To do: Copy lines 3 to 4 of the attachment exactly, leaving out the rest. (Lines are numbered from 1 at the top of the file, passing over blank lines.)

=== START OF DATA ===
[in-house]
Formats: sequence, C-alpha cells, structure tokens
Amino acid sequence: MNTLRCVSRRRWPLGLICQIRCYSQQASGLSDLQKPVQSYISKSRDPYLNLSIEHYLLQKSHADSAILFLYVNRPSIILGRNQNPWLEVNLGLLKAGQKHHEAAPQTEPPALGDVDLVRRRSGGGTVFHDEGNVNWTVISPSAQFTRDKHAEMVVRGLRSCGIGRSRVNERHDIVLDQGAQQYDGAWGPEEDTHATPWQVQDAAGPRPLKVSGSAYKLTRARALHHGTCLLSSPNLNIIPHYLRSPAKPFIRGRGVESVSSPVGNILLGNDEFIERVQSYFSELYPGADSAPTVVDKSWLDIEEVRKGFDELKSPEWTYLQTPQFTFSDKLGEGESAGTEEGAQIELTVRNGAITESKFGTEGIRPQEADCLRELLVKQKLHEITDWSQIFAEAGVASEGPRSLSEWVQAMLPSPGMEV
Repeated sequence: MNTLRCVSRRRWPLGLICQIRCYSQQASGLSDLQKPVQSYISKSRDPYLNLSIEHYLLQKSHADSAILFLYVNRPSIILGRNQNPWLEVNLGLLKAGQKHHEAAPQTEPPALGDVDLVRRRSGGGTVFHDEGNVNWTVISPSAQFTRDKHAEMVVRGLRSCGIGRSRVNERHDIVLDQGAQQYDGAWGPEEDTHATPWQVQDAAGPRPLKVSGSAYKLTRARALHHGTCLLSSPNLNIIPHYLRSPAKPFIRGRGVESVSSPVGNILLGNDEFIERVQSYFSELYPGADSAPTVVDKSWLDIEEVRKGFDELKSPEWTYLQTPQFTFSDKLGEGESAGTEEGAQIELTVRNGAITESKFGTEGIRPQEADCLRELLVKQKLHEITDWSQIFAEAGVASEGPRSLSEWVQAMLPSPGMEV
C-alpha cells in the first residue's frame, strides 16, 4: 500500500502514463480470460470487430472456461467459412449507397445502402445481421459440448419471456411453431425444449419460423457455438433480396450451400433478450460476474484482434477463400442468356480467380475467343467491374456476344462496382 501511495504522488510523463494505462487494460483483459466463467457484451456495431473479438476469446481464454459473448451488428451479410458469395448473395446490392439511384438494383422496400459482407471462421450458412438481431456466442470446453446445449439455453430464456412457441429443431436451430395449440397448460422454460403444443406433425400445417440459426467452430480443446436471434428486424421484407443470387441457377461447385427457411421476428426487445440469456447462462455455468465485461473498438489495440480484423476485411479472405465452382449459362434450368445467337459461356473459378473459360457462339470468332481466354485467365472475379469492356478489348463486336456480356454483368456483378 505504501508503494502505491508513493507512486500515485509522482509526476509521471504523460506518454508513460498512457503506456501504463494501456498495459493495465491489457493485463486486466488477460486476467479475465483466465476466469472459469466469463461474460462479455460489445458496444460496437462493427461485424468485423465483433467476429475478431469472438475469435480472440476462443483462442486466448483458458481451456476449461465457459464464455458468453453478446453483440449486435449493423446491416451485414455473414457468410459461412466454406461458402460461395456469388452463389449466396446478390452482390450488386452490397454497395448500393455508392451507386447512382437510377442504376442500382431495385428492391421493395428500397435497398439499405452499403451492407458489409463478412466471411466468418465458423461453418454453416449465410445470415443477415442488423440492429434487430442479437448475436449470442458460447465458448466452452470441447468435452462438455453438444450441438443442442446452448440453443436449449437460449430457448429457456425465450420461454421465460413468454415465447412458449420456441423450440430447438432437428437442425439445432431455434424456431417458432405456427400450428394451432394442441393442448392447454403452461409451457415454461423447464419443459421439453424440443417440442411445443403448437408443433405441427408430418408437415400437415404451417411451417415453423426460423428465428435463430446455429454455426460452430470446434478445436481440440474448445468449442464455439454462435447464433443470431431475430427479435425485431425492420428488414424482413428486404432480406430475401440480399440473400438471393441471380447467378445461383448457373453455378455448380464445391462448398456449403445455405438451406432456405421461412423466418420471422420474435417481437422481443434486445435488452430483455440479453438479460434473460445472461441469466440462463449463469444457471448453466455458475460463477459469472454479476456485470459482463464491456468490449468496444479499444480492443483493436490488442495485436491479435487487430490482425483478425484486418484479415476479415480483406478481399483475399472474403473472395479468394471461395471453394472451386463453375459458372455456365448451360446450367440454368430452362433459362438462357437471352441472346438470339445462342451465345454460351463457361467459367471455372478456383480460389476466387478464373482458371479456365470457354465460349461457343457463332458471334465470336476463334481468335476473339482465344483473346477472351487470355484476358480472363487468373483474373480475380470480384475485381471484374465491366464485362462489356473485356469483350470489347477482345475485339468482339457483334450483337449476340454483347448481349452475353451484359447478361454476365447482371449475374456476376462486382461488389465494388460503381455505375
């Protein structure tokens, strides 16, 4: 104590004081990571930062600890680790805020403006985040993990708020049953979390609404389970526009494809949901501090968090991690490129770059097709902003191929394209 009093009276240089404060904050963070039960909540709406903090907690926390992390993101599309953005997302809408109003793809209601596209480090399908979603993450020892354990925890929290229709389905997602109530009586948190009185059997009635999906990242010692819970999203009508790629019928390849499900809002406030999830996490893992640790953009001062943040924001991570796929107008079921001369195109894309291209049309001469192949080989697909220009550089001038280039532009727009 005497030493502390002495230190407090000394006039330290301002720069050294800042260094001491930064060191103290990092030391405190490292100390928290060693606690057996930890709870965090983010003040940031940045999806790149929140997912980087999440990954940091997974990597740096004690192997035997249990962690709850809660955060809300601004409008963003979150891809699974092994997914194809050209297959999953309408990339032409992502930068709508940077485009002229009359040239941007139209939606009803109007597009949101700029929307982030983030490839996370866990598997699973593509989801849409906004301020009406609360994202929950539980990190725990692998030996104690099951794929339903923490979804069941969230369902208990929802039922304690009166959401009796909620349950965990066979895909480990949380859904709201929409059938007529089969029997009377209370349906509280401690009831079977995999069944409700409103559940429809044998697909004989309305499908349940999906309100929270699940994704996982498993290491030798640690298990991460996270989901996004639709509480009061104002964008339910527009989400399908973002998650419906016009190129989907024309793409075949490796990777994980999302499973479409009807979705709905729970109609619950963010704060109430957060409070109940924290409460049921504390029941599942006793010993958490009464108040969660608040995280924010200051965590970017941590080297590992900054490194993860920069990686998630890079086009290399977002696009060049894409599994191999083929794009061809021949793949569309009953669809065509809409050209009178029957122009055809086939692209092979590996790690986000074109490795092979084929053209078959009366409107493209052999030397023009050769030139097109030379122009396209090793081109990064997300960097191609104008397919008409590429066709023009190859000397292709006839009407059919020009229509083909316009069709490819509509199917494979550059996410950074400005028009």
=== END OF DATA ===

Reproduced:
Amino acid sequence: MNTLRCVSRRRWPLGLICQIRCYSQQASGLSDLQKPVQSYISKSRDPYLNLSIEHYLLQKSHADSAILFLYVNRPSIILGRNQNPWLEVNLGLLKAGQKHHEAAPQTEPPALGDVDLVRRRSGGGTVFHDEGNVNWTVISPSAQFTRDKHAEMVVRGLRSCGIGRSRVNERHDIVLDQGAQQYDGAWGPEEDTHATPWQVQDAAGPRPLKVSGSAYKLTRARALHHGTCLLSSPNLNIIPHYLRSPAKPFIRGRGVESVSSPVGNILLGNDEFIERVQSYFSELYPGADSAPTVVDKSWLDIEEVRKGFDELKSPEWTYLQTPQFTFSDKLGEGESAGTEEGAQIELTVRNGAITESKFGTEGIRPQEADCLRELLVKQKLHEITDWSQIFAEAGVASEGPRSLSEWVQAMLPSPGMEV
Repeated sequence: MNTLRCVSRRRWPLGLICQIRCYSQQASGLSDLQKPVQSYISKSRDPYLNLSIEHYLLQKSHADSAILFLYVNRPSIILGRNQNPWLEVNLGLLKAGQKHHEAAPQTEPPALGDVDLVRRRSGGGTVFHDEGNVNWTVISPSAQFTRDKHAEMVVRGLRSCGIGRSRVNERHDIVLDQGAQQYDGAWGPEEDTHATPWQVQDAAGPRPLKVSGSAYKLTRARALHHGTCLLSSPNLNIIPHYLRSPAKPFIRGRGVESVSSPVGNILLGNDEFIERVQSYFSELYPGADSAPTVVDKSWLDIEEVRKGFDELKSPEWTYLQTPQFTFSDKLGEGESAGTEEGAQIELTVRNGAITESKFGTEGIRPQEADCLRELLVKQKLHEITDWSQIFAEAGVASEGPRSLSEWVQAMLPSPGMEV